China admits its economy is in trouble

Oct 05, 2015, 08:30 am

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China's economy isn't going well. Even low-quality jobs are in short supply in China./ Source from Quanzhou Evening News

By Hong Soon-do, Beijing correspondent, AsiaToday - Things aren't going so well for the Chinese economy. Many indicators are clearly showing signs of bad times.
According to sources in Beijing on Sunday, the Caixin General China Manufacturing Purchasing Managers Index (PMI) was 47.2 in September, while the Chinese government's official PMI was 49.8. The reading is down from a final reading of 47.3 in August, indicating that the economic recovery won't be easy. A reading below 50 indicates activity is shrinking while one above indicates expansion.

The number of registered unemployed urban residents, the most sensitive indicator that reflects business condition, is also showing signs of economic slowdown. While there were 8.86 million jobless urban residents in 2008, many analysts project there will be nearly 10 million unemployed urban residents this year.

China's debt problems are also raising concerns about the seriousness of China's economic problems. The total debt-to-GDP ratio for China is expected to reach over 280% in the third quarter. China's corporate debt is particularly in a serious situation. The recent bankruptcy of two Chinese state-owned companies Baoding Tianwei and China National Erzhong Group (CNEG) reflects the reality of the Chinese economy.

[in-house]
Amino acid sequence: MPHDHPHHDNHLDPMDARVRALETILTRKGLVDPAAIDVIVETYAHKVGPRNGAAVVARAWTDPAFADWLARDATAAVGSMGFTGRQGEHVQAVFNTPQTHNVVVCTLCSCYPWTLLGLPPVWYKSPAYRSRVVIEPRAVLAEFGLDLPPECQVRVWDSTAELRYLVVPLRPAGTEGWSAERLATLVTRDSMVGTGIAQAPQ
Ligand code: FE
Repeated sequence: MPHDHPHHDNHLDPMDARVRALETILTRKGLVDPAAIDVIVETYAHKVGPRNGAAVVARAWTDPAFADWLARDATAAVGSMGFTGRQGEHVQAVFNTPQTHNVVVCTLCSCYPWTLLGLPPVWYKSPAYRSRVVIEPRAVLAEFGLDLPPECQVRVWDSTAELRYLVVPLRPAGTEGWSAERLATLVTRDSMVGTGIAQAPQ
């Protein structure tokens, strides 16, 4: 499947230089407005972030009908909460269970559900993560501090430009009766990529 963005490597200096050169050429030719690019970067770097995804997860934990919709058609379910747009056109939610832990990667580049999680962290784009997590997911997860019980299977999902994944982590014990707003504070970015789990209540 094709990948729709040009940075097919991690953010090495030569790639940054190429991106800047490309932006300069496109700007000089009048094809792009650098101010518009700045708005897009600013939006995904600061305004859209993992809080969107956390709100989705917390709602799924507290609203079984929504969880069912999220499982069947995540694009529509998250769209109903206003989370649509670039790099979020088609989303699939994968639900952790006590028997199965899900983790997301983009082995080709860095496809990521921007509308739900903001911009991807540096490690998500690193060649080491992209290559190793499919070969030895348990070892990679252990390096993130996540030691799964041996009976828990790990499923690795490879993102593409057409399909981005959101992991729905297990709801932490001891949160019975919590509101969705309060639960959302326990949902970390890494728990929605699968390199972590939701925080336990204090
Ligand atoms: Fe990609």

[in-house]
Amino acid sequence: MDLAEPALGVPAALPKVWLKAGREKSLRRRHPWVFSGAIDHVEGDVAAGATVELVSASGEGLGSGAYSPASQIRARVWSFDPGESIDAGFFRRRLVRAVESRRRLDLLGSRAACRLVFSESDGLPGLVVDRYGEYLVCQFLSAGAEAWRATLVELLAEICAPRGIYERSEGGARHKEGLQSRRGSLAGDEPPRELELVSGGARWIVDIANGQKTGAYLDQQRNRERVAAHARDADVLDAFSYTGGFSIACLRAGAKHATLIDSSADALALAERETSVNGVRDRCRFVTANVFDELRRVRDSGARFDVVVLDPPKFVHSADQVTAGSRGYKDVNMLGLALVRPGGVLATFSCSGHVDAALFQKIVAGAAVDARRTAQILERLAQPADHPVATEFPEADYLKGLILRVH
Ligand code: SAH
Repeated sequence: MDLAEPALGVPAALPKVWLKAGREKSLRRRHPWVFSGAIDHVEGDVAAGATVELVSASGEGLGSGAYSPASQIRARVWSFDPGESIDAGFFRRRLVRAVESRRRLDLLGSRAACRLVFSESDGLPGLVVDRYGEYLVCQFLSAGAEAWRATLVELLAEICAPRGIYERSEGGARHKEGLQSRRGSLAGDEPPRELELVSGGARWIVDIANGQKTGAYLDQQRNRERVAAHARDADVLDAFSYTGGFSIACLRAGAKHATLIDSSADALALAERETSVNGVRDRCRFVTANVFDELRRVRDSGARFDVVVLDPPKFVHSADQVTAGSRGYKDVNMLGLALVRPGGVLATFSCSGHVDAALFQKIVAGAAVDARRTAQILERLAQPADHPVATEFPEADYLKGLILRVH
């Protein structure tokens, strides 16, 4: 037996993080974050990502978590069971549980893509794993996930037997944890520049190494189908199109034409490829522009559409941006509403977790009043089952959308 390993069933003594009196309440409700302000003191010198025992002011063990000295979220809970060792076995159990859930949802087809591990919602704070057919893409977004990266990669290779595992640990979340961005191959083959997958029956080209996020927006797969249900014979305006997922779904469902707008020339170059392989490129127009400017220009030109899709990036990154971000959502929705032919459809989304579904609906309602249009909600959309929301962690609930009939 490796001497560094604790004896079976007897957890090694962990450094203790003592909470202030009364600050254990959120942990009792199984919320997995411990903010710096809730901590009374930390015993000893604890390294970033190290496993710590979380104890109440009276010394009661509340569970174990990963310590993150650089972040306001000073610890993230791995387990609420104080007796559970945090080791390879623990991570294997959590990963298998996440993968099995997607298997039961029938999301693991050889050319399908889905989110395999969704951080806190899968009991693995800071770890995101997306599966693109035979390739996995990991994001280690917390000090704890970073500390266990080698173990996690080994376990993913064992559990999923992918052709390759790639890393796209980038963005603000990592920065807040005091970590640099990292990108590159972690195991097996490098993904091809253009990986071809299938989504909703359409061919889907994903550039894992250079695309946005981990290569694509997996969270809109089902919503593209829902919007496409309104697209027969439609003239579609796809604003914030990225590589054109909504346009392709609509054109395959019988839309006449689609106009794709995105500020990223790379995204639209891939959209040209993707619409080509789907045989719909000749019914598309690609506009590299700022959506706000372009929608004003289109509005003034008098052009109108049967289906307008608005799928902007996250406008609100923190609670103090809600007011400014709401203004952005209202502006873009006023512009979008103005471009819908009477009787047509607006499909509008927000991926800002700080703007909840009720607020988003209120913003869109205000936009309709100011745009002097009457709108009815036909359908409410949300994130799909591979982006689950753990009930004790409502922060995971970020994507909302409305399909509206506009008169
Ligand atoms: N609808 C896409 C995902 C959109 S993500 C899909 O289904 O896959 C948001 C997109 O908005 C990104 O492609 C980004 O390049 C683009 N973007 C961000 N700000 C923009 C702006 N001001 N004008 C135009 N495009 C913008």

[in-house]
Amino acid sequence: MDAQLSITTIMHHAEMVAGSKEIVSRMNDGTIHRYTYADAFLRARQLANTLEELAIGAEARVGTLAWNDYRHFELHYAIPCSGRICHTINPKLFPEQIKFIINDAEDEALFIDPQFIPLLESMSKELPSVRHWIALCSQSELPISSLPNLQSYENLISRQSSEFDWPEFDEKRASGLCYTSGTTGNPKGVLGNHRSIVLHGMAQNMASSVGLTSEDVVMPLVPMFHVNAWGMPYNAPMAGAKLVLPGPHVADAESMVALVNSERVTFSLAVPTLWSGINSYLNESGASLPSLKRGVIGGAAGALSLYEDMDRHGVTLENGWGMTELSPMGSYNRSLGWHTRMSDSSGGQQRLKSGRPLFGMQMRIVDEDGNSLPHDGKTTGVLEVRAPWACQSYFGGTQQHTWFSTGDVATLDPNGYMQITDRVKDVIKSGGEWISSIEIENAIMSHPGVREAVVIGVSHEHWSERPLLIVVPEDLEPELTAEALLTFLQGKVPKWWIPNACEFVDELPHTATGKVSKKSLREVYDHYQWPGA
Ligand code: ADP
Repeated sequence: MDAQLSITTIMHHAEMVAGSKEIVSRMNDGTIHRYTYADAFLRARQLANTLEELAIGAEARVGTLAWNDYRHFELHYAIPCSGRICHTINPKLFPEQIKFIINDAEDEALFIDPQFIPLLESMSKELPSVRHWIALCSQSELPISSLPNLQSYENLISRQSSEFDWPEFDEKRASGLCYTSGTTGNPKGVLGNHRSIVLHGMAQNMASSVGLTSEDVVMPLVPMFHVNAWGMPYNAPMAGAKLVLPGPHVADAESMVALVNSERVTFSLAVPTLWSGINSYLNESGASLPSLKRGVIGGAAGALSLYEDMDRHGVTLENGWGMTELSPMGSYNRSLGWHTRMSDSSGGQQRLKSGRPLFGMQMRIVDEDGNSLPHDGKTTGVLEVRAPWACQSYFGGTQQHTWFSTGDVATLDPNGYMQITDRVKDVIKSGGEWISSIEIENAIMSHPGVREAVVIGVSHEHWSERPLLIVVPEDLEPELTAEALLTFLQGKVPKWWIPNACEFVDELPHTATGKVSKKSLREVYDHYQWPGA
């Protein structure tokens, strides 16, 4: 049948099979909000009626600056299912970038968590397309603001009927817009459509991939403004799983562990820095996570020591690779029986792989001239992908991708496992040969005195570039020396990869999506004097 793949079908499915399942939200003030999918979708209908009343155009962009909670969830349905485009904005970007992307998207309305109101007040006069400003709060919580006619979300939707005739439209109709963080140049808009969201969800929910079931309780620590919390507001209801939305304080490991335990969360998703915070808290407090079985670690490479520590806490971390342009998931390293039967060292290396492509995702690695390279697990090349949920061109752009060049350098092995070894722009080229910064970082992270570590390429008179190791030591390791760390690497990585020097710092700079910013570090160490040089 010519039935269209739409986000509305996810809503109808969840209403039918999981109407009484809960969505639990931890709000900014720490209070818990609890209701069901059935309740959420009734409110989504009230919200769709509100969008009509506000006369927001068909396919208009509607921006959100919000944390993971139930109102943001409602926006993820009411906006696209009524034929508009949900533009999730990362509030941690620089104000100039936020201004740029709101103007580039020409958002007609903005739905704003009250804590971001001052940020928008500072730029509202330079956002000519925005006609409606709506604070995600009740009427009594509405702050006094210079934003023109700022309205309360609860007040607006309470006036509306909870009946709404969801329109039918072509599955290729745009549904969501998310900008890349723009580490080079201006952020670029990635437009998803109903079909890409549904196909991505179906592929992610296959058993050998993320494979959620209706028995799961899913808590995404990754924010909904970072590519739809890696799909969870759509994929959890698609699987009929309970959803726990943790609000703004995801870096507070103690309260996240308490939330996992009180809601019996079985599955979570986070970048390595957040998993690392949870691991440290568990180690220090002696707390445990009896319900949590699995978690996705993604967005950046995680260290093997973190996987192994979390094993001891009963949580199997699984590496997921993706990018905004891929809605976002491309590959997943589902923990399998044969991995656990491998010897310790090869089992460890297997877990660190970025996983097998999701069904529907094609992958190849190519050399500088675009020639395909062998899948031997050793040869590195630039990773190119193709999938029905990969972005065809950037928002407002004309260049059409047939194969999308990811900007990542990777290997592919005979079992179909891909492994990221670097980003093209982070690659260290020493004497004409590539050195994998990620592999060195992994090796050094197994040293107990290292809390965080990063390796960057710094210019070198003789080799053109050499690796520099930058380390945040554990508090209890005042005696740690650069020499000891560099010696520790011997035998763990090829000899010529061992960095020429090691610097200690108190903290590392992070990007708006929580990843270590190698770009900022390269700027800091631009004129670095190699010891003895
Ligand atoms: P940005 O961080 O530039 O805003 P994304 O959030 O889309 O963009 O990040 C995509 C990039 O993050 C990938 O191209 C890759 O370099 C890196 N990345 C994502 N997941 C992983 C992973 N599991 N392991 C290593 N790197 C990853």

In the meantime, Chinese Premier Li Keqiang made a frank confession for the first time since he took office of the fact that it is not easy for China to grow its economy by 7%. While addressing a reception held on September 30 to mark the 66th anniversary of the founding of the People's Republic of China, the premier said, "It is not easy for China to maintain a growth rate of around 7%." His recent statement is quite different from his previous one since he had been emphasizing that China's overall fundamentals are still upbeat.

Besides, the authorities decided to stop releasing monthly preliminary readings of the Caixin Manufacturing PMI starting from this month in order to prevent emotional turmoil of economic units. Bi Xiaodong, president of Weihai Delbung International, said, "The government's decision to stop releasing the manufacturing PMI indicates that the authorities admitted that the Chinese economy is hurting."

#China #economy #PMI 
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